The Slovenia Times

The Death of a Welfare State?


Janković thinks the government is merely "scaring people" with its proposal for a 15% across-the-board public sector pay cut. He also wonders how the cabinet will explain to pensioners living on 300-400 euros that their annual bonus in the form of a recreational allowance will be cut.

The PS president labelled the proposed measures as "one-sided", focussing too much on
expenditures. He said his party was not against austerity but believes that stimulus is required in the next four years modelled on Germany.

The goal of the fiscal rule and the proposed austerity measures should be to raise Slovenia's credit ratings and lower interest on debt, which presently costs EUR 650m annually. If the interest rate were cut by a third, this would save EUR 200m, Janković pointed out.

He added that a rise in VAT by one or two percentage points would bring in some EUR 300m.

He was also critical of the possible scrapping of some major investments. Without projects such as the construction of the second rail between Koper port and Divača, the third pier at the Port of Koper and a hydro plant on the Sava, there will be no prosperity.

"These investments are worth EUR 11bn and they will enable us to employ some of the 116,000 people who are currently jobless."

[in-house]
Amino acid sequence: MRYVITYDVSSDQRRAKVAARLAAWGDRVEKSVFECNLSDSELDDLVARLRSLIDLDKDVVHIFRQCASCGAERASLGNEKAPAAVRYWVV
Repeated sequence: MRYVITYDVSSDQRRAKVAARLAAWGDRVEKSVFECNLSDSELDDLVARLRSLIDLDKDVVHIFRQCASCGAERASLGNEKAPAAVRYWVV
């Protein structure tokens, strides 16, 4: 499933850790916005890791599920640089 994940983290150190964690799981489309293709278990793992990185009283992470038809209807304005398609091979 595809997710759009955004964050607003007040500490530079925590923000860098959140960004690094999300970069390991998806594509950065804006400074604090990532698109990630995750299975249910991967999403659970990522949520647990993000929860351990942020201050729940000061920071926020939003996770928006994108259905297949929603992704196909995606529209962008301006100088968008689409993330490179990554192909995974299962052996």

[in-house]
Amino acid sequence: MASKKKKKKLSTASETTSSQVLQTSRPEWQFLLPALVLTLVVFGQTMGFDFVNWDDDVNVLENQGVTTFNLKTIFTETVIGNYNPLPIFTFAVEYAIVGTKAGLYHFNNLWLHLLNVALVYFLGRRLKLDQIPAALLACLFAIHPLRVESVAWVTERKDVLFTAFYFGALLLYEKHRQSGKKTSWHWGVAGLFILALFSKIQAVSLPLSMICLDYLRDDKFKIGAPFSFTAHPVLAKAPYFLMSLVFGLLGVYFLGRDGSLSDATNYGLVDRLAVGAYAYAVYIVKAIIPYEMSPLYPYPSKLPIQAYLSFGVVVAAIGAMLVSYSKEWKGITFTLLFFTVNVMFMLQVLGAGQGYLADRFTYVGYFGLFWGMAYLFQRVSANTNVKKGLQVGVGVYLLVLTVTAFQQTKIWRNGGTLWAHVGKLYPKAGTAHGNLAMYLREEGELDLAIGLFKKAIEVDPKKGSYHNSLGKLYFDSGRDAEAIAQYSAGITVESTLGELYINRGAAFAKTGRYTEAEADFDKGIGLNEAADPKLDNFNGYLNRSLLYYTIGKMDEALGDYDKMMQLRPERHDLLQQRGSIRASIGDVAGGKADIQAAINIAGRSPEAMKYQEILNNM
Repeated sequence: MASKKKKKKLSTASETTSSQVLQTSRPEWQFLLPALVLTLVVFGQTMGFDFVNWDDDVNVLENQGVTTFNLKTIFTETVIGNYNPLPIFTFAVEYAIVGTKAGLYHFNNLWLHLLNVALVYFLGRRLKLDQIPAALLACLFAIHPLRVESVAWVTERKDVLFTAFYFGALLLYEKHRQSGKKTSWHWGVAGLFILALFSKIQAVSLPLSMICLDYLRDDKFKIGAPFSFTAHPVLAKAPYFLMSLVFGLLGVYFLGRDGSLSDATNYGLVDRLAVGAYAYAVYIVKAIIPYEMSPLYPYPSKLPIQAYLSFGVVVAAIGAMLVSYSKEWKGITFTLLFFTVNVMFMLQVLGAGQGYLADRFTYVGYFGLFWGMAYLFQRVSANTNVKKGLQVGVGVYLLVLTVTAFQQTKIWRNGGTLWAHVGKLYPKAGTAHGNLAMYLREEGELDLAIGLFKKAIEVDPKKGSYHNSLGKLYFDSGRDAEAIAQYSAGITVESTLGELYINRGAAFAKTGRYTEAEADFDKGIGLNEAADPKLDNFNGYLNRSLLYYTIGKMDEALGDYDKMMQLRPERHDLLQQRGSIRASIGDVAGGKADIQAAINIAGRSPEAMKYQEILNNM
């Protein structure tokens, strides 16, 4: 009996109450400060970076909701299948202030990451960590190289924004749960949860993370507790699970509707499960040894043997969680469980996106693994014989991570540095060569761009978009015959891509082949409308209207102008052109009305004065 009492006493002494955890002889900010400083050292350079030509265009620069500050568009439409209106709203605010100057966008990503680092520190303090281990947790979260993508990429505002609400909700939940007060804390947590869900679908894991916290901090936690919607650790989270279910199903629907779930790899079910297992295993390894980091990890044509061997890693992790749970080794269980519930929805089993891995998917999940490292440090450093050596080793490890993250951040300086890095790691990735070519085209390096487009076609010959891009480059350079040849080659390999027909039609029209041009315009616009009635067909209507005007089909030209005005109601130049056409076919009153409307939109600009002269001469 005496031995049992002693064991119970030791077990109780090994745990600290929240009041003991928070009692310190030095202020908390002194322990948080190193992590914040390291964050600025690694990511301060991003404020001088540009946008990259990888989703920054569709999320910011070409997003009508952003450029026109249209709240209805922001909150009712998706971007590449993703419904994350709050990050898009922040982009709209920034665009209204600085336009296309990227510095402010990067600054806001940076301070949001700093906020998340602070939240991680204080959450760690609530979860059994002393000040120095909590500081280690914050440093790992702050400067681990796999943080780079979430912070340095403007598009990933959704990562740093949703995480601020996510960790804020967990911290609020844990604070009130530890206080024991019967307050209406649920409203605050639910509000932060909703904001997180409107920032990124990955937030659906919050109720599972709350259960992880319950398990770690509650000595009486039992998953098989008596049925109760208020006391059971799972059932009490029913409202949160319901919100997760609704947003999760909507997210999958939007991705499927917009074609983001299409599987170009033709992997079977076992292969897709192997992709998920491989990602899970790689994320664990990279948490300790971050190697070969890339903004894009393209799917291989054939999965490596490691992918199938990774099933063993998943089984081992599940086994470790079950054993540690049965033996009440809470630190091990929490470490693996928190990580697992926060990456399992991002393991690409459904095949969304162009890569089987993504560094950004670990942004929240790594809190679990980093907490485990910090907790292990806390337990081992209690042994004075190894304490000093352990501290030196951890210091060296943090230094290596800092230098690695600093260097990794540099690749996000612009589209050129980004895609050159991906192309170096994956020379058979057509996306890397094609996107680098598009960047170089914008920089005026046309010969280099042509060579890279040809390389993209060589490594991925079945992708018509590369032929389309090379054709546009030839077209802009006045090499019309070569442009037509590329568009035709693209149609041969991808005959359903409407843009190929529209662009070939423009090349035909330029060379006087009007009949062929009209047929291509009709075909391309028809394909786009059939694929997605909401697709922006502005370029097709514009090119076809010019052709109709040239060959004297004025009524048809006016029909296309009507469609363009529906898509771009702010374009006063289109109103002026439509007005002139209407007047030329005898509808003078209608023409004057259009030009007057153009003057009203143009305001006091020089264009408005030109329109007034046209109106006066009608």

Janković also urged banks to convert claims to builder Primorje and paper producer Radeče papir into equity and enable them to do business. The bankruptcy of Primorje would cost the state EUR 150m over two years, he added.

PS MP Alenka Bratušek said that there was no need for moves as radical as the government is proposing. The EU does not demand Slovenia cut its deficit in half to 3% of GDP in one year, but to reduce it by 0.75% a year, she stressed.

The other opposition party, the Social Democrats (SD), would not comment on the government proposal, saying that they would wait for the start of the social dialogue, which they expect will happen at Friday's session of the Social and Economic Council.

The SD expects the government to make sustainable cuts and distribute the burden fairly, deputy group head Janko Veber said. He added that the government's move was expected, given that the reforms of the previous, SD-led government had been rejected.

MP of the ruling Democrats (SDS), Andrej Šircelj, rejected the PS' criticism that the government was scaring people and pressuring them into accepting the proposed measures. In order for the austerity measures to be implemented, a compromise will need to be reached but costs will need to be cut, he said.

Commenting on the proposal for raising VAT, he said the situation did not call for such measures yet. Higher VAT would be a blow for the poorest and would make Slovenian products uncompetitive, which would prompt people to buy abroad.

On the other hand, Šircelj welcomed what he termed a "constructive response" from the SD.


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